In the following passage Jung addresses the idea of dreams being a collection of the days events. Generally we fail to give the unconscious credit for using what we feed it. Often we say, "Oh, I must've dreamt about horses because I watched the Kentucky Derby", dismissing the dream as our sleeping self simply processing something we witnessed that day. What Jung posits is the unconscious use of this content is equal to or greater than the thing which our waking self has seen (i.e. the unconscious's use of a horse in the dream is more proficient than the conscious/waking viewing of the Kentucky Derby). After making this realization, my frustration began to increase when I would hear others downplay a dream due to a direct link to something in their every day life. I began to examine more closely my relationship to these generally ignorable subjects and analyze my relationship with them when they would pop up in dreams. How do I really feel about horses? What have they ever meant to me? Culturally, horse meat is morally wrong to me, but why? What does this imply about my decision to not buy the horses?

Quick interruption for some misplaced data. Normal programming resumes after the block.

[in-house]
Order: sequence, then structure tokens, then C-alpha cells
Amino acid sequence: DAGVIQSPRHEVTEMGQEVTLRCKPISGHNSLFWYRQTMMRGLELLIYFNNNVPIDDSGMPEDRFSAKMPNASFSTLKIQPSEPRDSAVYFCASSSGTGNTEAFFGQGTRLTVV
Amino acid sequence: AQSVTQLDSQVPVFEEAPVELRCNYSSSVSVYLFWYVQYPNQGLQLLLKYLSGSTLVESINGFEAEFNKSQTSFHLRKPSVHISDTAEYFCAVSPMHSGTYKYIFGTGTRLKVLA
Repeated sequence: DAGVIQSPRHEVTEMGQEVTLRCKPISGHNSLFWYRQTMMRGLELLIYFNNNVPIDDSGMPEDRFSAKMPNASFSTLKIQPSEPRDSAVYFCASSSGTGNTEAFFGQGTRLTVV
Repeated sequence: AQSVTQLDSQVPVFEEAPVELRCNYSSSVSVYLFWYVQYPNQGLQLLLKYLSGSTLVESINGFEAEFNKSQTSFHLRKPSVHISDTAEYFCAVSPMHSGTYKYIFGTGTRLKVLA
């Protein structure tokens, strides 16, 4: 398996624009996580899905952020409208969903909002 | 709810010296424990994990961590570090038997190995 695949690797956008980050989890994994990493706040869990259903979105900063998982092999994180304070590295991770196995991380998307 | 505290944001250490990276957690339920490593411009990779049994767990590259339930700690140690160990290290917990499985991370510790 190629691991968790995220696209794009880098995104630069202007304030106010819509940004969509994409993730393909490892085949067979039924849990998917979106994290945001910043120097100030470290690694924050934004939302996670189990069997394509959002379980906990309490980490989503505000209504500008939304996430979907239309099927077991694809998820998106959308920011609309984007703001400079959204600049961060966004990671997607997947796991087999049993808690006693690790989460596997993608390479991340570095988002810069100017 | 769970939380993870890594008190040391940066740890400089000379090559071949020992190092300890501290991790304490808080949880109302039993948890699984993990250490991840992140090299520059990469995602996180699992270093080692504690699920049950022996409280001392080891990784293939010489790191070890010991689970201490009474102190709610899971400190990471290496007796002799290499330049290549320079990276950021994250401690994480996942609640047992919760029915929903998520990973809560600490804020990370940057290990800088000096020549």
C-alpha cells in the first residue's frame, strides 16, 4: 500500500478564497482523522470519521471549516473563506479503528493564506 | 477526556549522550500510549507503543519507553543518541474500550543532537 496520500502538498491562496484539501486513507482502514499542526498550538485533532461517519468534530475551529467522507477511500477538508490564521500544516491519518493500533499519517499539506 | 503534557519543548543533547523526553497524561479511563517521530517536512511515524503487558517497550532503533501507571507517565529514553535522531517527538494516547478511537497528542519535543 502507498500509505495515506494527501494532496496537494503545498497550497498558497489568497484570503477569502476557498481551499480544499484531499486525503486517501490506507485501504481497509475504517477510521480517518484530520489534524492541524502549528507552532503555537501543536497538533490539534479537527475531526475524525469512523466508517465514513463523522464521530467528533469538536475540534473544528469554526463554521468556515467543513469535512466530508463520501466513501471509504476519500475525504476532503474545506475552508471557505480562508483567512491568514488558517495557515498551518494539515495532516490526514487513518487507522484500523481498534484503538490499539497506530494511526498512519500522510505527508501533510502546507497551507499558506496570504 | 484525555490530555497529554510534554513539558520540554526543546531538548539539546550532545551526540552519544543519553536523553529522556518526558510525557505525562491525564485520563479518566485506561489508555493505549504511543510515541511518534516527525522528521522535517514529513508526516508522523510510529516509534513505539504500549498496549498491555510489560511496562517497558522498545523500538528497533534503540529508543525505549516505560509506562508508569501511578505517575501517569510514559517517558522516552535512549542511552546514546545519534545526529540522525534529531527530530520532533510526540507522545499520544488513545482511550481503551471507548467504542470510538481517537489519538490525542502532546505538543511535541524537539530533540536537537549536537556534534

"...Not only should the function of the unconscious be regarded as compensatory and relative to the content of the consciousness, but the content of consciousness would have to be regarded as relative to the momentarily constellated unconscious content. In this case active orientation towards goals and purposes would not be the privilege of consciousness alone but would also be true of the unconscious, so that it too would be just as capable of taking a finally oriented lead. The dream, accordingly, would then have the value of a positive, guiding idea or of an aim whose vital meaning would be greatly superior to that of the momentarily constellated conscious content." Jung, Carl. Dreams from the Collected Works of C. G. Jung VOLUMES 4,8.12,16. Princeton University Presss.